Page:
As you consider the five key factors necessary when reviewing strategy to determine any changes in course, keep in mind that fires are generally not a reason to change strategy. However, you may have some managers who are all too eager to don the helmet and hose and swoop in to save the day through urgent but unimportant tasks. The problem with this firefighting mentality is the opportunity costs it bleeds from your business. Time, talent, and budget spent on fighting urgent but unimportant fires are resources that can’t be properly invested elsewhere to support the successful execution of your strategy. Research with 197 global companies on the reasons for the underperformance of strategy found that the biggest contributing factor is, “the failure to have the right resources in the right place at the right time.”3 Taking a few hours here and there each week to attend to fires might not seem like a big deal, but it is. Take those few hours a week and multiply that by the number of managers in the organization. It’s quickly evident how thousands of hours a year can be wasted with no way to regain those precious resources.
It’s recommended that at least twice a year you conduct a Fire Prevention exercise with your management team. The Fire Prevention exercise is designed to help you put out some of the recurring fires by taking action on the things that ignite them. The first step in the exercise is to identify the fires: urgent but unimportant activities that are not a part of your plan, but require a resource investment. The second step is to have a strategy conversation with all of the people involved in that fire to shed light on its cause. The third and final step is to create an approach to stop the fire from consuming your resources. There are three potential actions when dealing with a fire:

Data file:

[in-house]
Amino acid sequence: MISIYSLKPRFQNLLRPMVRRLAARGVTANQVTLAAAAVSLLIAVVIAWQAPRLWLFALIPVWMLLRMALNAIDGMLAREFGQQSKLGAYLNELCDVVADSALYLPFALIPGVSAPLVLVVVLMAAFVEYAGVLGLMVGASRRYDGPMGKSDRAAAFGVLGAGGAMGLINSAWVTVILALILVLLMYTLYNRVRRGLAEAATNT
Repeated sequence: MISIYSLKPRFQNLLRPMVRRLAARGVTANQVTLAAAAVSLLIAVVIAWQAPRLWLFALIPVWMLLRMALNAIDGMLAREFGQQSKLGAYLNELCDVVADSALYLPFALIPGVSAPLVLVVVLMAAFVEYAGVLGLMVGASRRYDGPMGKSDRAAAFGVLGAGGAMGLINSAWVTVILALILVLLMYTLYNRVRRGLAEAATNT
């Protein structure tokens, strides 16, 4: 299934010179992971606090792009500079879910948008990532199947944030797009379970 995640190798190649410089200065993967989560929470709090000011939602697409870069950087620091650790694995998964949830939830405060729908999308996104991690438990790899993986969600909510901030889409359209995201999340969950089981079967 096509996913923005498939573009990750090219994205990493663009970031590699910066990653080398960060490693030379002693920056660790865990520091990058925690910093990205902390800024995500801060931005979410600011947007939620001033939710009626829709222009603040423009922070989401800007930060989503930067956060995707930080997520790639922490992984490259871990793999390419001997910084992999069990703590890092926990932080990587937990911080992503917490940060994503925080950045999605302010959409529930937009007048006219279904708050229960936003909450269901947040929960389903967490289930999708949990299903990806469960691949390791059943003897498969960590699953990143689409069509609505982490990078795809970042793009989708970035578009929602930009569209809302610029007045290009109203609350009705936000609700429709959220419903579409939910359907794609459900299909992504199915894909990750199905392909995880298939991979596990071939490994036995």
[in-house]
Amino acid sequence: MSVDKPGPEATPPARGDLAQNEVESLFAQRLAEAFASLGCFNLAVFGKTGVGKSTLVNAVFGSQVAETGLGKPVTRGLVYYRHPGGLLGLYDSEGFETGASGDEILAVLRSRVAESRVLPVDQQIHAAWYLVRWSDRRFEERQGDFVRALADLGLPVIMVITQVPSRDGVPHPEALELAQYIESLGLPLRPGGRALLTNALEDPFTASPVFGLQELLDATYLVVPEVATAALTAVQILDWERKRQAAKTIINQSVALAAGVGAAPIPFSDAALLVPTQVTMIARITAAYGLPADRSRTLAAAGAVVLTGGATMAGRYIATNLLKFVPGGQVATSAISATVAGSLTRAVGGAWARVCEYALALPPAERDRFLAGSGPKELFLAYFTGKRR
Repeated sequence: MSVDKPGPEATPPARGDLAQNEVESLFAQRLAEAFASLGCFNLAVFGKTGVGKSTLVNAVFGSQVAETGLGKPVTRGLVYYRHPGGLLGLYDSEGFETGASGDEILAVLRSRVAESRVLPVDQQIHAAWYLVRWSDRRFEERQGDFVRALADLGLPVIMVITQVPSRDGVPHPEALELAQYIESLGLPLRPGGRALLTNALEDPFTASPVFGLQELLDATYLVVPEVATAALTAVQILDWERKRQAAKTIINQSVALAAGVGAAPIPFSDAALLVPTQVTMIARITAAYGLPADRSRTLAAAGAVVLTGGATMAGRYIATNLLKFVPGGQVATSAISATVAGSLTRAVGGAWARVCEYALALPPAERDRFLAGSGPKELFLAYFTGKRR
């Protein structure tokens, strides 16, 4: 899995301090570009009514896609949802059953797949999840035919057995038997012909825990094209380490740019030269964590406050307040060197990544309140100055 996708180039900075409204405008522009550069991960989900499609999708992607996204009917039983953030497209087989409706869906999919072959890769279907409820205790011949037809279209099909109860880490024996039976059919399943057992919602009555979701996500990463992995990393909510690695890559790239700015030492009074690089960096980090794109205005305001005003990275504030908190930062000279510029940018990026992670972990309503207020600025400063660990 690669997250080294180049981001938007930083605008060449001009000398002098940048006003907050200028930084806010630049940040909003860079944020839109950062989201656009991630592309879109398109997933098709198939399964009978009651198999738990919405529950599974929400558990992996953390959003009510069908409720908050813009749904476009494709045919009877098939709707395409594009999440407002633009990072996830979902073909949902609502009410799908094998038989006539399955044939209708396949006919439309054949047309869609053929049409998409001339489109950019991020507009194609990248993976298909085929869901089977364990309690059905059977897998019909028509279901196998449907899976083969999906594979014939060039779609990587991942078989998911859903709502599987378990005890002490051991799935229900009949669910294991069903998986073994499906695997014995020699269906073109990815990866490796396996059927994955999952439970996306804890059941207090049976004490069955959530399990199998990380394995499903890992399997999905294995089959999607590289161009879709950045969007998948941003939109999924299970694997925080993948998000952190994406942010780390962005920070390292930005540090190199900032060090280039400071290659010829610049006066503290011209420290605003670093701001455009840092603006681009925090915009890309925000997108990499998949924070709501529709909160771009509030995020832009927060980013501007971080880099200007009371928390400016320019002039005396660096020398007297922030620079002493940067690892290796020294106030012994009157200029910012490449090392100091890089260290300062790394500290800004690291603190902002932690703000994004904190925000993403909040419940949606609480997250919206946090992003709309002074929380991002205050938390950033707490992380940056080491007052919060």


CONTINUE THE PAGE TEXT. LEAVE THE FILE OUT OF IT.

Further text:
- 1. Control: Invest resources the first time (and only the first time) a fire appears in order to control it, prior to further analysis.
- 2. Delegate: Pass the resource investment requirement to a group or person with the appropriate accountability for such an event.
- 3. Prevent: Determine and eliminate the root cause.
Examples of internal fires include:
- • Senior leaders demanding lists or reports that require time, labor, and energy to put together, versus those that can be automatically generated
- • Flavor-of-the-month initiatives that aren’t directly related to people’s strategic plans
- • Attendance on conference calls that have no direct business value for the participant
Table 4.1 Fire Prevention
Action (Control, Delegate, Prevent)
Examples of external fires include:
- • The same customer continually asking for activities to be performed in a much shorter time frame than normal
- • Requests for proposal (RFP) that don’t match up with your business acquisition criteria
- • People outside the organization seeking teleconferences or meetings to discuss partnerships or alliances without first providing sufficient business rationale
The template in Table 4.1 will enable you to track your Fire Prevention efforts over the course of time, and decipher patterns of activity.